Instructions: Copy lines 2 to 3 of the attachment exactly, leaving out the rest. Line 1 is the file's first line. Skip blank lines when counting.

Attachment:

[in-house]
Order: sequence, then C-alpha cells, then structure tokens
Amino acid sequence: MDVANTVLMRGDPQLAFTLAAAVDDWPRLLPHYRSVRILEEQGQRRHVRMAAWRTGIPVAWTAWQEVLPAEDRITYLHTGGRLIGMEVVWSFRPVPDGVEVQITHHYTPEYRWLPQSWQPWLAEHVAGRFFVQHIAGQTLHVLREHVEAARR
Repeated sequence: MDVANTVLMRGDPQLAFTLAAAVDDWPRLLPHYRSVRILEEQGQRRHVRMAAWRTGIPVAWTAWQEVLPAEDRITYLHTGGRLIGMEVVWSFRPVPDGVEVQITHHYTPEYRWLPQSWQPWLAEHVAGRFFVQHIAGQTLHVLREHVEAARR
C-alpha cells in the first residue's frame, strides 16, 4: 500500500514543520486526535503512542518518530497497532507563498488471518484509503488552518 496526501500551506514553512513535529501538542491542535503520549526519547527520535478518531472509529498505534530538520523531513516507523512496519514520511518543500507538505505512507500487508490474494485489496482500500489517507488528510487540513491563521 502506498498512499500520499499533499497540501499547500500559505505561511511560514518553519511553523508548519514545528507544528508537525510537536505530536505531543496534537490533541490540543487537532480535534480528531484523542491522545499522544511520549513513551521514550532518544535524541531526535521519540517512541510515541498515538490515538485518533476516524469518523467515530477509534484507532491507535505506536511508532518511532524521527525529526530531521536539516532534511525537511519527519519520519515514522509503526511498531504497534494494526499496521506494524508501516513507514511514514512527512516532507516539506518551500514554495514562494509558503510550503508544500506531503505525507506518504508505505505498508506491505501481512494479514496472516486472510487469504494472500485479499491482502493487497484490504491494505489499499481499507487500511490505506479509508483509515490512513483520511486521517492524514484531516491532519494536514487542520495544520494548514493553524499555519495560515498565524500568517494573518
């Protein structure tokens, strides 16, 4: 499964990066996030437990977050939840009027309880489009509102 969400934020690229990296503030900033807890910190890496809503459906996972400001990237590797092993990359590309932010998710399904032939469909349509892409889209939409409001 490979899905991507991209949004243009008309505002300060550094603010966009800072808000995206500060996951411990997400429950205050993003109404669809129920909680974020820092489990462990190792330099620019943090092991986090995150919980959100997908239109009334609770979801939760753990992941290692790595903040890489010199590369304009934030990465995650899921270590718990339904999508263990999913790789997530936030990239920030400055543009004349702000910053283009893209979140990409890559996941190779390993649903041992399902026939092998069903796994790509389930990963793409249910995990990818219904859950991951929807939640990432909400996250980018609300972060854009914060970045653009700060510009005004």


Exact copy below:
Order: sequence, then C-alpha cells, then structure tokens
Amino acid sequence: MDVANTVLMRGDPQLAFTLAAAVDDWPRLLPHYRSVRILEEQGQRRHVRMAAWRTGIPVAWTAWQEVLPAEDRITYLHTGGRLIGMEVVWSFRPVPDGVEVQITHHYTPEYRWLPQSWQPWLAEHVAGRFFVQHIAGQTLHVLREHVEAARR